Roanoke Island, Nags Head, NC 27954, USA
get directions

B markerHatteras Island is 42 miles long. -
North Carolina 12, NC, USA
get directions

Quote: Hatteras Island DNA Projects

By 1710, the Farrows, O'Neals, Hoopers and Wahabs were reported to be "half Indian and half English".

DNAeXplained Progress

DNAeXplained is searching for any male descendant of the Lumbee Berry line in North Carolina for a DNA test to connect that line up with the Roanoke families that disappeared.


"There are two Berry families who claim descent from the Lost Colonists of Roanoke Island in 1587, Henry and Richard Berry, who are presumed to be related to each other."

Croatan Band of Native Americans and DNA Evidence

Genealogical and genetic professionals are actively examining DNA markers in search of links between the Lost Colonists and the Indigenous descendants of native peoples in the area at the time living in North Carolina today.

The Croatan Band of Native Americans lived all along the Outer Banks of North Carolina before the English settlers landed. These Native Americans likely were related to the Roanoke People that also lived in the area. Today, approximately 250 of these Indigenous peoples' descendants live near Greenville NC.

The Lost Colony Center for Science and Research found many English artifacts on what is now Hatteras Island. In the 2010s, DNA studies are underway to look for European DNA markers among today's descendants of the Croatan Band. European DNA markers found may belong to either Spanish or English groups, requiring further examination to determine which they are.

Probable Migration Of the Lost Colony

show route and directions
A markerRoanoke Island -
Roanoke Island, Nags Head, NC 27954, USA
get directions

B markerAlbemarle Sound -
Albemarle Sound, North Carolina, USA
get directions

C markerChowan River -
Chowan River, 1, Edenton, NC, USA
get directions

The Chowan joins the Roanoke here. A patch on a map made by John White shows a fort in the shape of those built by the Dutch here.

D markerBertie County NC -
Bertie, NC, USA
get directions

English Sightings

Between 1590 and 1610, several sightings were made of whites that explorers claimed must be members of the Lost Colony. One was a white boy with yellow hair living among the Croatan Band. Another might have been a teenaged Virginia Dare.

Officials of the First Colony Foundation and of the British Museum in London UK conferred in early May 2012 about Governor White's map of the Roanoke region of the outer banks and surrounding land in what become North Carolina and Virginia. The Research Triangle's University of North Carolina at Chapel Hill is also involved in find the Lost Colony and their descendants.

Two patches on the map are of particular interest. One indicates a corrected error, but the other shows a different sort of fort than than usually built by the English in America, in what is now Bertie County. From this second patch, some of the researchers deduce that the Lost Colony traveled west and north to the intersection of the Roanoke and Chowan Rivers.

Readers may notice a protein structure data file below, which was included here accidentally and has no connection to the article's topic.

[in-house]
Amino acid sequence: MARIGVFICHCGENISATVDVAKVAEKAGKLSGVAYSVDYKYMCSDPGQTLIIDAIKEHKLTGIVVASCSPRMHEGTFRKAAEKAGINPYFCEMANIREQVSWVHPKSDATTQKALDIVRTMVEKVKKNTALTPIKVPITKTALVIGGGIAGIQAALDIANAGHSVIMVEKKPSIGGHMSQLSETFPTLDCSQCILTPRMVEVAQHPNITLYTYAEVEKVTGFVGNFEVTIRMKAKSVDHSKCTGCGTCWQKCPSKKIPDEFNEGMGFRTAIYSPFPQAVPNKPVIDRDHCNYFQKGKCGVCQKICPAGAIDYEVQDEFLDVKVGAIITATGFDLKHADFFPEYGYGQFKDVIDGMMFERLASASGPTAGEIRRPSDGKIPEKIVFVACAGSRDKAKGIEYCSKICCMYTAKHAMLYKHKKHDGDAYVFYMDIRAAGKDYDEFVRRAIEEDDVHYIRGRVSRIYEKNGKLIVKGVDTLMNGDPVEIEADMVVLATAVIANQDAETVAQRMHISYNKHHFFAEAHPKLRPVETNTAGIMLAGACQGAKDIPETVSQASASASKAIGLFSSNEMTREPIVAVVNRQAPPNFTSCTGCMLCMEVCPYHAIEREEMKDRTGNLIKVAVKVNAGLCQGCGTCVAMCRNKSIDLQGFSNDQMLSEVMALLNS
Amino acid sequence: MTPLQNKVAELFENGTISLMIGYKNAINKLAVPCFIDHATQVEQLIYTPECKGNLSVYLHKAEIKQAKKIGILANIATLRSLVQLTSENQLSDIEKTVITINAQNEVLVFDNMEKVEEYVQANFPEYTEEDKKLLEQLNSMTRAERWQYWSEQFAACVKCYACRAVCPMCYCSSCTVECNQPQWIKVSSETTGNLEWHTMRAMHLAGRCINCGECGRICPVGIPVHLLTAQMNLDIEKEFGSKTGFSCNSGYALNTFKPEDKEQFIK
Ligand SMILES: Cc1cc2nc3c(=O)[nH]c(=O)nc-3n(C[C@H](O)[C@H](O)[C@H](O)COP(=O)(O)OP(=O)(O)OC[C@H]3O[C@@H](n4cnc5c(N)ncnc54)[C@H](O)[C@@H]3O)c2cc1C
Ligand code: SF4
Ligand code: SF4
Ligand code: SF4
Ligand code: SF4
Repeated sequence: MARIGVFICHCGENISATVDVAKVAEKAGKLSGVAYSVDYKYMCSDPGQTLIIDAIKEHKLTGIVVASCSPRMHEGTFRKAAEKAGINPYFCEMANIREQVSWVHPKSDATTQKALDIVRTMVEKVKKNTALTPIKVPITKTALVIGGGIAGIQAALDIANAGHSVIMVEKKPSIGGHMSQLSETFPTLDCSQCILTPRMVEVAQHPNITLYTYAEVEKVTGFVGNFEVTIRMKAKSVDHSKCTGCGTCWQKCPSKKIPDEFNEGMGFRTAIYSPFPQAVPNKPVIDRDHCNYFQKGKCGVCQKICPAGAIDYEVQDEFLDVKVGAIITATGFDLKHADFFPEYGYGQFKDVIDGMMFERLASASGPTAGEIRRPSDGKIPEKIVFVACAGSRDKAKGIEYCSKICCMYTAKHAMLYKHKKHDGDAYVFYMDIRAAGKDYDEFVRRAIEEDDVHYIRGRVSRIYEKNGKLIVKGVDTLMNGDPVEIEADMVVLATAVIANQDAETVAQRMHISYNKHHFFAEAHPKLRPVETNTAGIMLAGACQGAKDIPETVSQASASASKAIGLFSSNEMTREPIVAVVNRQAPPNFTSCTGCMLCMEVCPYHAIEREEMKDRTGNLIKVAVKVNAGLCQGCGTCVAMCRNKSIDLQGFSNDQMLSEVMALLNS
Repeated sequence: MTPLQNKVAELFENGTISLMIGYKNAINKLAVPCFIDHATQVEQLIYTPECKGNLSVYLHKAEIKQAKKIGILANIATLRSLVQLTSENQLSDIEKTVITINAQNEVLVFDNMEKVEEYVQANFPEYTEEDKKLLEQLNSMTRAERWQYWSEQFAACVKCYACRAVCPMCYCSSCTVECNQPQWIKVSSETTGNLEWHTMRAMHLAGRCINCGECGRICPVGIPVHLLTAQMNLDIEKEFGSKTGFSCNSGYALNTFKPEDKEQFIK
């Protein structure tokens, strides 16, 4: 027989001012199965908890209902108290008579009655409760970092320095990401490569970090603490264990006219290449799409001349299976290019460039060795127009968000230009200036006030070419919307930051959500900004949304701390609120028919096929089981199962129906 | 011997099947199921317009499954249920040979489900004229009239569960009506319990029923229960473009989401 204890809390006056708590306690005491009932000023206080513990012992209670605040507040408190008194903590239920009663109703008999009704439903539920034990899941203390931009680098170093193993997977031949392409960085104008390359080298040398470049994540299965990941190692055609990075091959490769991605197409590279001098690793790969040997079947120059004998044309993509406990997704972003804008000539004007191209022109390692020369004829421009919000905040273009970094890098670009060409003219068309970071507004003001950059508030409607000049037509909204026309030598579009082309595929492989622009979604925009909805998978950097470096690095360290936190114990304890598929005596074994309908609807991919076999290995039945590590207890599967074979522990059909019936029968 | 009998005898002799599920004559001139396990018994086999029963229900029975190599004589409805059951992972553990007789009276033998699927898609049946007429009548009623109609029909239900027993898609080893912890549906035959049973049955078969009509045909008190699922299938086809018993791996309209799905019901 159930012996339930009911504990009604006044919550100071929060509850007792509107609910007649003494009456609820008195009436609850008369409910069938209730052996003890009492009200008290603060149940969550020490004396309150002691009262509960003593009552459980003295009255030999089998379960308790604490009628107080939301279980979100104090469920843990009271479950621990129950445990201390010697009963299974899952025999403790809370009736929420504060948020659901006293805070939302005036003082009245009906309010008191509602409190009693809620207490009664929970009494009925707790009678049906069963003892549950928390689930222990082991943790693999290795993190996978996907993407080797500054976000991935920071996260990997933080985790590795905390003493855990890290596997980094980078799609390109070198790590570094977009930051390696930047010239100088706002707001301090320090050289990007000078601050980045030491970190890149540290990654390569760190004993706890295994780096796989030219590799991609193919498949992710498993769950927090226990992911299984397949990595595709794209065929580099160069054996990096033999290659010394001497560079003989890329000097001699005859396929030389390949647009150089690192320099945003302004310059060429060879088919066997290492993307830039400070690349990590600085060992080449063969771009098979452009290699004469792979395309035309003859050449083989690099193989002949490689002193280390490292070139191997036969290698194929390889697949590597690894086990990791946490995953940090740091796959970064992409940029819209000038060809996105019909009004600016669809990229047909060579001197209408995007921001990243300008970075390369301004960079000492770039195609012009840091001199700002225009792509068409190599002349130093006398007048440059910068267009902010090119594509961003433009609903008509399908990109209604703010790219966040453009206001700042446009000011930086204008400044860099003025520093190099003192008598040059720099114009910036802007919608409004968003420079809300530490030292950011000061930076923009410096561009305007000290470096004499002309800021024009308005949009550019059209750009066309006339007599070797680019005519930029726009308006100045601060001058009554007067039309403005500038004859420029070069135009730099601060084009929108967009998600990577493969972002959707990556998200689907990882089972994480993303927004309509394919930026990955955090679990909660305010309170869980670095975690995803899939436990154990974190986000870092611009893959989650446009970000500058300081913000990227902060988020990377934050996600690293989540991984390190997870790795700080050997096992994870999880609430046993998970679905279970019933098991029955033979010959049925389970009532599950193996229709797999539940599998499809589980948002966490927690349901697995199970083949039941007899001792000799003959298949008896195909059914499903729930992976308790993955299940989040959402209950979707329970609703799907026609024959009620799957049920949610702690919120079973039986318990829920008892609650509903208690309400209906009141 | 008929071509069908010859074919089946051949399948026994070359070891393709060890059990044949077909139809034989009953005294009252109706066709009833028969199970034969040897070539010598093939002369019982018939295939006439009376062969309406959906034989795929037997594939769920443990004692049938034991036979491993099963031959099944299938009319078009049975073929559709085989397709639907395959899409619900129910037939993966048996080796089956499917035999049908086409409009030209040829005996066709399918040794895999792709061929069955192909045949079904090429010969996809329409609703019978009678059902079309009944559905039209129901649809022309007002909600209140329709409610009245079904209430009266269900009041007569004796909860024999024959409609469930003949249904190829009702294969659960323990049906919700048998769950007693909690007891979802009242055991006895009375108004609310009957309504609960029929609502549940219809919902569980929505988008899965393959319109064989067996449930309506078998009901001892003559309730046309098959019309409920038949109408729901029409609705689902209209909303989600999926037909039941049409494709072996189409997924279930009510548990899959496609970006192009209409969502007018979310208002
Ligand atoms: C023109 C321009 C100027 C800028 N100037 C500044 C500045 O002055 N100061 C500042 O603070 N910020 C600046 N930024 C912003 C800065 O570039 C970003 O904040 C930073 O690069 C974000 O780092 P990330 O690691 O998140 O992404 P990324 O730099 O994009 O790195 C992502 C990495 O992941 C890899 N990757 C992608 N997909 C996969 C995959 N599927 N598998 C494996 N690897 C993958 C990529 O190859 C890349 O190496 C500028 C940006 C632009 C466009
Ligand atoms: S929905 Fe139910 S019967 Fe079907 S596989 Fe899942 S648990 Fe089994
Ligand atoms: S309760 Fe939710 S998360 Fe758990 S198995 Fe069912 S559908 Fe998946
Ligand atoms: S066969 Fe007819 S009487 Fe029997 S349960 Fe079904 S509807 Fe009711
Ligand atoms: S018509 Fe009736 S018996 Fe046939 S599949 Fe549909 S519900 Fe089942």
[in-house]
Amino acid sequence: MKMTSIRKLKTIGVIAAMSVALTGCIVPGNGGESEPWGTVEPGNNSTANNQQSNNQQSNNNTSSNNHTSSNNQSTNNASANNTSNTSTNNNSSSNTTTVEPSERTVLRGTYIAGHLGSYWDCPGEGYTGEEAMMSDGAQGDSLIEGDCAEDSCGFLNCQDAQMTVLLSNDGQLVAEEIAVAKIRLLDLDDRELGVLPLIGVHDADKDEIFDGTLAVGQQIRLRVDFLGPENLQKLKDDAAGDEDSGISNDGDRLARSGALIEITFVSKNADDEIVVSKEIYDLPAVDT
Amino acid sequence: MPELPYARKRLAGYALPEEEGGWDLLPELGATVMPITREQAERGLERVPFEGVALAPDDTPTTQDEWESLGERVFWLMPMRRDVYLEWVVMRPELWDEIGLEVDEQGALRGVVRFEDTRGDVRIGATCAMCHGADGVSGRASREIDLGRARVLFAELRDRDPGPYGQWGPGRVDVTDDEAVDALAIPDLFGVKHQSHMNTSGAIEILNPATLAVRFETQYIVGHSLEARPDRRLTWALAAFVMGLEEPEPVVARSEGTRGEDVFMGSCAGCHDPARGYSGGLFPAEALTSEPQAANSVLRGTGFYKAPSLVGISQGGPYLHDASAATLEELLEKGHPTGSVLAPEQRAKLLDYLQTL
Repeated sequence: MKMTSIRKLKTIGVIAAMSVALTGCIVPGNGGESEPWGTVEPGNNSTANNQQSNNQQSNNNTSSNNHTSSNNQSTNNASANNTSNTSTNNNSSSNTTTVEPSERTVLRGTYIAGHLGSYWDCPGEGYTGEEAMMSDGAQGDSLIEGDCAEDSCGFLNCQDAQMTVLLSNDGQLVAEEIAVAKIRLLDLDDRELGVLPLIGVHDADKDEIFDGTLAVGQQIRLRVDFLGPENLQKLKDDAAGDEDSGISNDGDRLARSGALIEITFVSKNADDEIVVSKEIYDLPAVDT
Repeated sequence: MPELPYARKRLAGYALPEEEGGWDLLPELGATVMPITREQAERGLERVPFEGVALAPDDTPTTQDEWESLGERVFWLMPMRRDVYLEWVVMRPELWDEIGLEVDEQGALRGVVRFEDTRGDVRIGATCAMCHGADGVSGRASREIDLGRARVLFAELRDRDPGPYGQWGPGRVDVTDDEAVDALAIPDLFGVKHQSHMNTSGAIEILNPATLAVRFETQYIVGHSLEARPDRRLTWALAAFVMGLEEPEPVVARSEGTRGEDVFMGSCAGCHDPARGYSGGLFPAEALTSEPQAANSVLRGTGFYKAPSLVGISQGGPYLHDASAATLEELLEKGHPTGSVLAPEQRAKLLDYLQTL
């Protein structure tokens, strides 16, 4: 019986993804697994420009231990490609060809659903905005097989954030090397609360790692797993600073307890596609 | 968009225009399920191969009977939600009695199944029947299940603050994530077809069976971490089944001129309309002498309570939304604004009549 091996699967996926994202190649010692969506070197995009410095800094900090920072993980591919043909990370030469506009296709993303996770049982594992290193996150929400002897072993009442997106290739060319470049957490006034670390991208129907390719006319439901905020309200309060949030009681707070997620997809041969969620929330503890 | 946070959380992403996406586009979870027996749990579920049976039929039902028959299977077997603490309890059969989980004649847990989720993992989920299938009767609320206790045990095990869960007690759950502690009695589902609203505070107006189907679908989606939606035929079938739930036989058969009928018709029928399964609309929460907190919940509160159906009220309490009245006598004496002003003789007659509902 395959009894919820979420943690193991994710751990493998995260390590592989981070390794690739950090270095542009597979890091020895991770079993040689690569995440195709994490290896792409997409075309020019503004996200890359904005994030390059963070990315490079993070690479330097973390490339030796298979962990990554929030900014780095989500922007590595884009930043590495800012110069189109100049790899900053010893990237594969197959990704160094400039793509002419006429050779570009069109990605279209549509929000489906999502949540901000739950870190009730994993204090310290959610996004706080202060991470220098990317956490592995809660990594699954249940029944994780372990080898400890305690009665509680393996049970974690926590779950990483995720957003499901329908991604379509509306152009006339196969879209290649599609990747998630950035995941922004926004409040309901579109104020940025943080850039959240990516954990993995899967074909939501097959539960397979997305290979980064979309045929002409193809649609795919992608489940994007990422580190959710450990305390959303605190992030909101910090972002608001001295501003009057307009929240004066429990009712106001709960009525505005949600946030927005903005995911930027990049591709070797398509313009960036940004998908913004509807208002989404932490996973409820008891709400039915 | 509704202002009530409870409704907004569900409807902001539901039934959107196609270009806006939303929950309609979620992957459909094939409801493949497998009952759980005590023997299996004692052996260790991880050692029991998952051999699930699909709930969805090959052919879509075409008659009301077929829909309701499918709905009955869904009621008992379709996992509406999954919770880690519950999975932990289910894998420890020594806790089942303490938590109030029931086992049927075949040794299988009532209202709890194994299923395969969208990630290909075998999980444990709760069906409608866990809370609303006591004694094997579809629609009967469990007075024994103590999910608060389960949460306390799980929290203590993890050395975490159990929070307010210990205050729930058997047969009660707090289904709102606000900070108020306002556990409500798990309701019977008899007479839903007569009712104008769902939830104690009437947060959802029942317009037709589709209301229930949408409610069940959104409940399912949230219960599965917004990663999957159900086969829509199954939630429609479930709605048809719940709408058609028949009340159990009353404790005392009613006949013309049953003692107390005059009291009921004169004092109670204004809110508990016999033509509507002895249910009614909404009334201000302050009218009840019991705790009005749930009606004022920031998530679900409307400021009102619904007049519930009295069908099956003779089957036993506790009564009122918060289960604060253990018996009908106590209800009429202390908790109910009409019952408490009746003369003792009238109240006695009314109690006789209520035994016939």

To accomplish this move, the colonists needed a ship and perhaps they used the wood from their houses, since Governor White find them demolished in 1590.

Archaeologists might like to excavate in Bertie County, but the area is located under a popular golf course and a housing development, prohibiting a dig. Regardless, the Bertie County migration point does not explain the Welsh-speaking Croatan on Hatteras Island, which is a shorter distance from Roanoke Island than is Bertie County.

Croatan Descendants

A markerChocowinity -
Chocowinity, NC 27817, USA
get directions

Descendants of the Croatans live here today.


  • Reports and Diaries of Governor John White at
  • The Ohio State University Department of Anthropology
  • Tour of the Fort Raleigh National Historic Site at 1401 National Park Dr, Manteo NC 27954.

© 2012 Patty Inglish


    0 of 8192 characters used
    Post Comment

    • PHILLYDREAMER profile image

      Jose Velasquez 5 years ago from Lodi, New Jersey

      Wow, so Croatoan wasn't a virus unleashed my the minions of Hell to erase humanity after the Apocalypse. Geez when you can't trust TV to give you the answers to these things who can you trust. LOL. It's great that a mystery like this could be solved so many years after.

    • Patty Inglish, MS profile image

      Patty Inglish 5 years ago from North America

      Interesting, isn't it?

      I just don't quite accept that the settlers tore down their own houses, built a boat and sailed to Bertie County. It was simpler and shorter to join the Croatans to the south and all of them move due west to the Greenville area where they are today.

    • profile image

      kelleyward 5 years ago

      I always learn something new from your interesting hubs! Voted up, interesting, and useful. Also sharing this one. Take care, Kelley

    • Healthy Pursuits profile image

      Karla Iverson 5 years ago from Oregon

      The DNA information will be interesting if they ever sort it out.

      I just love a good mystery - a real one! Thank you for the update. It was a great read.

    • Patty Inglish, MS profile image

      Patty Inglish 5 years ago from North America

      I was just looking at the patch on the map that Governor White used, in close up - the fort that the researchers think is different from the first fort built by the English at Roanoke looks exactly like For Orange/Fort Nassau forts in New York circa 1614. They were built by the DUTCH.